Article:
Stories

The IRE Resource Center is a major research library containing more than 27,000 investigative stories.

Most of our stories are not available for download but can be easily ordered by contacting the Resource Center directly at 573-882-3364 or rescntr@ire.org where a researcher can help you pinpoint what you need.

Search results for "Grubb" ...

  • "Superfund Project"

    This project was reported by a group of interns at The Oklahoman who wanted to investigate the effects of toxic areas on Oklahoman residents. They revealed that the government had been trying to "stimulate activity to clean up the sites" by just transferring wastes from one place to another. It was also found that "little had been done" on several federal Superfund projects, and many were "underfunded."
  • Hope Scholarships Transform the University of Georgia: Applicants have better credentials, but grade grubbing and grade inflation are growing

    The article examined how Georgia's college scholarship program, the largest in the nation, has changed the state's flagship campus in ways that state officials would prefer to ignore. The five-year-old scholarships , which pay tuition for students who earn a minimum of a B average, have served as a model for programs in other states, as well as for President Clinton's new tax credits for higher education. The author documented how the emphasis on the B average at the university has spurred grade inflation and influenced student academic choices. Virtually all freshman receive a HOPE scholarship, so the grade pressure on students and professors is intense. Faced with data showing that HOPE recipients received much better grades than pre-HOPE students (even thought the high school credentials of the HOPE recipients were mixed), some professors admitted to inflating grades and acknowledged that the scholarship has done little to improve student quality.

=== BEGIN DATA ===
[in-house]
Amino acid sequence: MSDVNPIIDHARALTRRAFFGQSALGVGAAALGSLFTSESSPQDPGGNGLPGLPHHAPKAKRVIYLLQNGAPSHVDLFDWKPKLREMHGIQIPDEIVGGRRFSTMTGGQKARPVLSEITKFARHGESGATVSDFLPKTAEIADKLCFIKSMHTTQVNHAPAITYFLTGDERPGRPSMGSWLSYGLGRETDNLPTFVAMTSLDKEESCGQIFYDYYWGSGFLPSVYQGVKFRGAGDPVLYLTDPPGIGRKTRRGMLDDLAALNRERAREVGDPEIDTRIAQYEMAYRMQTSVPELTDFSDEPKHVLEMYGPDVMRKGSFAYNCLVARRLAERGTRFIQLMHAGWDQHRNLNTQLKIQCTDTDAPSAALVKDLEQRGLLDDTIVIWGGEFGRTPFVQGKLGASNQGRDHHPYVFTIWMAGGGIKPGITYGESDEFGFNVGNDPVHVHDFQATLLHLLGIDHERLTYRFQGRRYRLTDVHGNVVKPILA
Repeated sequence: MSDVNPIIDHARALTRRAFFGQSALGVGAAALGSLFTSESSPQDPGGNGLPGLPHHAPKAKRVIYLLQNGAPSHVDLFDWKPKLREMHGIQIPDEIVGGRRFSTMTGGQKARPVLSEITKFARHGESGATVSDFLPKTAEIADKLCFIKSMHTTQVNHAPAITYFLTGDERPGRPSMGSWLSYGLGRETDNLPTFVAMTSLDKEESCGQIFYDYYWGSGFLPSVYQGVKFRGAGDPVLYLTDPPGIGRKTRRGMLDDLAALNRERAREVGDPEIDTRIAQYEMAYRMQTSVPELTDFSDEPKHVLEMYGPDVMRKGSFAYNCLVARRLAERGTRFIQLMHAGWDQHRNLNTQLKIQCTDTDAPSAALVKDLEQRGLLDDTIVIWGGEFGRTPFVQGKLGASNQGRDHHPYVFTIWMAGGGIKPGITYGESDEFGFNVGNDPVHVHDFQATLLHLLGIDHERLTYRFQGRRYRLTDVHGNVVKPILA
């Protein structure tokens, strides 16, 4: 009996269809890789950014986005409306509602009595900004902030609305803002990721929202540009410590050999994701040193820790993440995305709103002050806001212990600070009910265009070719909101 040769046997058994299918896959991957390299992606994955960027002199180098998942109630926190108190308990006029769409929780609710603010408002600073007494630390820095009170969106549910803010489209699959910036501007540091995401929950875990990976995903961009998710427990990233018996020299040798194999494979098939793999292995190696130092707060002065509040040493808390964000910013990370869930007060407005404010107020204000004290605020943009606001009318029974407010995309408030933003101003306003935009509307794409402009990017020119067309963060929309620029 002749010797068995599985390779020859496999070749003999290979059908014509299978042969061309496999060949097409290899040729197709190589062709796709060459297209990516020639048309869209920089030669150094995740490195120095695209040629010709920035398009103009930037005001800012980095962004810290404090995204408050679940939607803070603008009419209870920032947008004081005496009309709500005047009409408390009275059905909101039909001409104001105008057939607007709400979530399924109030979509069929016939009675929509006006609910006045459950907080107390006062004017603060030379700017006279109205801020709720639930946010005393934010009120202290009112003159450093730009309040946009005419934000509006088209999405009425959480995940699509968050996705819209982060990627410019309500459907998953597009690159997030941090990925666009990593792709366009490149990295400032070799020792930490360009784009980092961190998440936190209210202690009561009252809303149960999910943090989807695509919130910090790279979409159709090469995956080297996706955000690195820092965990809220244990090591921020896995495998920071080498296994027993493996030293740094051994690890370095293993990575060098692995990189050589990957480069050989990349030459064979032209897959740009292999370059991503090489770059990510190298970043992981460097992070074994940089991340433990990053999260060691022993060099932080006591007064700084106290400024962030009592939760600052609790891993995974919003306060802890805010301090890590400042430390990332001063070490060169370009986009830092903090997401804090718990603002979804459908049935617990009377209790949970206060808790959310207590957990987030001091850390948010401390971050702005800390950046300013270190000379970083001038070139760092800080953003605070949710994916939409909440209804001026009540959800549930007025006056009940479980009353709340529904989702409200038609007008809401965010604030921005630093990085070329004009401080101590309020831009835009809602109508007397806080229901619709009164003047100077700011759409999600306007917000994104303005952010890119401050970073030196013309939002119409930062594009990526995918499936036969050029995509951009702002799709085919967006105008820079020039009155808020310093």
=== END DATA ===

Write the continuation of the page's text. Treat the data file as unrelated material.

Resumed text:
• "King David; Power and Paranoia at Baptist Hospital"

    Baptist hospital is the largest nonprofit medical center in Nashville, competing in the shadow of Columbia/HCA How does Baptist distinguish itself? Longtime chief executive, C. David Stringfield, purports to be a devout Christian who runs a caring, philanthropic and religious institution. But a three-month Nashville Scene investigation revealed a vast gap between Stringfield's public persona and his true identity. Although a capable hospital administrator, Stringfield is a bizarre personality-- paranoid nasty, ultra-competitive, womanizing and money-grubbing. Under his stewardship, Baptist and its affiliate organizations have run into a string of financial and management problems. Stringfield himself appears to have been involved in several questionable financial dealings.
  • The Medical Board of California: A controversial past, a confusing present, a brighter future?

    California Physician reports that "Since 1975, the Medical Board of California, formerly the Board of Medical Quality Assurance, has provided primary oversight for licensing and enforcement of practice standards for health professions in California. As with any regulatory body with a complex range of responsibilities, MBC's performance has been the subject of criticism over the years--most recently, a six-month investigation of MBC by the California Highway Patrol has received substantial press and raised serious questions about management practices within the Board."
  • Broken Pipeline

    KIMO-TV (Anchorage) reveals large amounts of unstable natural gas liquid were being shipped through the trans-Alaska pipeline, which was not built for that use; pipeline leaked hydrocarbons, increasing air pollution in town of Valdez; reports the Alyeska company broke promises made to Congress when it sought permission to build the pipeline, Dec. 20, 1987.